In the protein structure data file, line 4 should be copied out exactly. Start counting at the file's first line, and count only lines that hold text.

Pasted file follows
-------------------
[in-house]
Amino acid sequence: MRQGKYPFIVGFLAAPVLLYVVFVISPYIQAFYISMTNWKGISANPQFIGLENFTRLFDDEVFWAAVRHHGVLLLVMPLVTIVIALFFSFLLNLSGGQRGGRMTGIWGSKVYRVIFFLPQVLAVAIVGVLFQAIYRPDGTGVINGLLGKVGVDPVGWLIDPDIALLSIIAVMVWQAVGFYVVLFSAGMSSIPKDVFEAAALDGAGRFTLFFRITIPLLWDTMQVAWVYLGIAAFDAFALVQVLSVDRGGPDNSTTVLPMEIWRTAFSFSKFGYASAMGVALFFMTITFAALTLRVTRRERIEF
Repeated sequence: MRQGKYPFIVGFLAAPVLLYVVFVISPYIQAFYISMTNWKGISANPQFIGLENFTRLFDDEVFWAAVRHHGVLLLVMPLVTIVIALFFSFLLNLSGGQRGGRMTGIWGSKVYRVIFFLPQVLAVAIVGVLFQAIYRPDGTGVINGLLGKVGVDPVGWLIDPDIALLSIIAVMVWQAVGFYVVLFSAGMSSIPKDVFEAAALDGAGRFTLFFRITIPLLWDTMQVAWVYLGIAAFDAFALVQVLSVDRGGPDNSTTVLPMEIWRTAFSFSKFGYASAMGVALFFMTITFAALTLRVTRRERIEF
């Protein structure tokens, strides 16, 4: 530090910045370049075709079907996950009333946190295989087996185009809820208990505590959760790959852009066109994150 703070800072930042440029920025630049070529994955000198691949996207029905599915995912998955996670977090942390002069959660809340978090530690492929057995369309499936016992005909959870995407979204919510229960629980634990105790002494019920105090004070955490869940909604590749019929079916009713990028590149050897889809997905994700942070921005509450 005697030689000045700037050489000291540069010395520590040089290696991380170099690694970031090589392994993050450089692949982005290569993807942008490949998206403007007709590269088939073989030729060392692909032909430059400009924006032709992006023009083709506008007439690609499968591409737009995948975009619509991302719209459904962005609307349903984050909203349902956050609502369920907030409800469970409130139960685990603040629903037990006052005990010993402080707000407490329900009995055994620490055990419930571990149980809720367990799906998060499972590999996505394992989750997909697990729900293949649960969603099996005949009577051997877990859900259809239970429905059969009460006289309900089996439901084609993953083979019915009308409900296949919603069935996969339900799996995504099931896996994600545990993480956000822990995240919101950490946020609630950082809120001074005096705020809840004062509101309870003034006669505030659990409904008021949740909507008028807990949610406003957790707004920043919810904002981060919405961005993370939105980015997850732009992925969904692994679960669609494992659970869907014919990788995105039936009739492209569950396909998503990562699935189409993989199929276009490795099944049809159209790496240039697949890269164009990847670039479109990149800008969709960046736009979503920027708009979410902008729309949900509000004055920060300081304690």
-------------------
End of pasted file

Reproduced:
């Protein structure tokens, strides 16, 4: 530090910045370049075709079907996950009333946190295989087996185009809820208990505590959760790959852009066109994150 703070800072930042440029920025630049070529994955000198691949996207029905599915995912998955996670977090942390002069959660809340978090530690492929057995369309499936016992005909959870995407979204919510229960629980634990105790002494019920105090004070955490869940909604590749019929079916009713990028590149050897889809997905994700942070921005509450 005697030689000045700037050489000291540069010395520590040089290696991380170099690694970031090589392994993050450089692949982005290569993807942008490949998206403007007709590269088939073989030729060392692909032909430059400009924006032709992006023009083709506008007439690609499968591409737009995948975009619509991302719209459904962005609307349903984050909203349902956050609502369920907030409800469970409130139960685990603040629903037990006052005990010993402080707000407490329900009995055994620490055990419930571990149980809720367990799906998060499972590999996505394992989750997909697990729900293949649960969603099996005949009577051997877990859900259809239970429905059969009460006289309900089996439901084609993953083979019915009308409900296949919603069935996969339900799996995504099931896996994600545990993480956000822990995240919101950490946020609630950082809120001074005096705020809840004062509101309870003034006669505030659990409904008021949740909507008028807990949610406003957790707004920043919810904002981060919405961005993370939105980015997850732009992925969904692994679960669609494992659970869907014919990788995105039936009739492209569950396909998503990562699935189409993989199929276009490795099944049809159209790496240039697949890269164009990847670039479109990149800008969709960046736009979503920027708009979410902008729309949900509000004055920060300081304690």